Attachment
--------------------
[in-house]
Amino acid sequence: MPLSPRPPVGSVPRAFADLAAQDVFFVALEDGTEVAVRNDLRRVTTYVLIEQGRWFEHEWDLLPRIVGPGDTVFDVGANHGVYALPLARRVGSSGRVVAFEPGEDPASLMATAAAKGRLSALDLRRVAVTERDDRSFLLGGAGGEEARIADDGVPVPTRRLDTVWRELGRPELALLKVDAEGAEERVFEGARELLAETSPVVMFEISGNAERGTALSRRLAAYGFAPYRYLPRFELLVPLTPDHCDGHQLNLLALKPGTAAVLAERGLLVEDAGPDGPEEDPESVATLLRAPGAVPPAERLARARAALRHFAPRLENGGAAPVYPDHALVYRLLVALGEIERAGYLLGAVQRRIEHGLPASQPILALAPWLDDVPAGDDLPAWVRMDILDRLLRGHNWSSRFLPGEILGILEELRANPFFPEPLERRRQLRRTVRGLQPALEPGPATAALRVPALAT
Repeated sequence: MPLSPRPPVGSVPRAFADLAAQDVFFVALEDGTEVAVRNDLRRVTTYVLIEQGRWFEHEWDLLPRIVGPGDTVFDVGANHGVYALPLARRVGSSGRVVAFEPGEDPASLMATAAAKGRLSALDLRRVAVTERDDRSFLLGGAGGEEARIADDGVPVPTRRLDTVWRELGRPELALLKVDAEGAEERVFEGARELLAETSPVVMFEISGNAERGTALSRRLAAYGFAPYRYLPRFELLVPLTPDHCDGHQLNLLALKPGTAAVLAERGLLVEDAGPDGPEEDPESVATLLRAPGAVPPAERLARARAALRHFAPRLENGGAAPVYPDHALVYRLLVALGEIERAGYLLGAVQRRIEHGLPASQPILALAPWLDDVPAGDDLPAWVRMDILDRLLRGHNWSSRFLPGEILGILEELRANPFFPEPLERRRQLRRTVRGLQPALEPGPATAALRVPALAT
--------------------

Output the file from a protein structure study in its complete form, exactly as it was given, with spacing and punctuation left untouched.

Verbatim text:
[in-house]
Amino acid sequence: MPLSPRPPVGSVPRAFADLAAQDVFFVALEDGTEVAVRNDLRRVTTYVLIEQGRWFEHEWDLLPRIVGPGDTVFDVGANHGVYALPLARRVGSSGRVVAFEPGEDPASLMATAAAKGRLSALDLRRVAVTERDDRSFLLGGAGGEEARIADDGVPVPTRRLDTVWRELGRPELALLKVDAEGAEERVFEGARELLAETSPVVMFEISGNAERGTALSRRLAAYGFAPYRYLPRFELLVPLTPDHCDGHQLNLLALKPGTAAVLAERGLLVEDAGPDGPEEDPESVATLLRAPGAVPPAERLARARAALRHFAPRLENGGAAPVYPDHALVYRLLVALGEIERAGYLLGAVQRRIEHGLPASQPILALAPWLDDVPAGDDLPAWVRMDILDRLLRGHNWSSRFLPGEILGILEELRANPFFPEPLERRRQLRRTVRGLQPALEPGPATAALRVPALAT
Repeated sequence: MPLSPRPPVGSVPRAFADLAAQDVFFVALEDGTEVAVRNDLRRVTTYVLIEQGRWFEHEWDLLPRIVGPGDTVFDVGANHGVYALPLARRVGSSGRVVAFEPGEDPASLMATAAAKGRLSALDLRRVAVTERDDRSFLLGGAGGEEARIADDGVPVPTRRLDTVWRELGRPELALLKVDAEGAEERVFEGARELLAETSPVVMFEISGNAERGTALSRRLAAYGFAPYRYLPRFELLVPLTPDHCDGHQLNLLALKPGTAAVLAERGLLVEDAGPDGPEEDPESVATLLRAPGAVPPAERLARARAALRHFAPRLENGGAAPVYPDHALVYRLLVALGEIERAGYLLGAVQRRIEHGLPASQPILALAPWLDDVPAGDDLPAWVRMDILDRLLRGHNWSSRFLPGEILGILEELRANPFFPEPLERRRQLRRTVRGLQPALEPGPATAALRVPALAT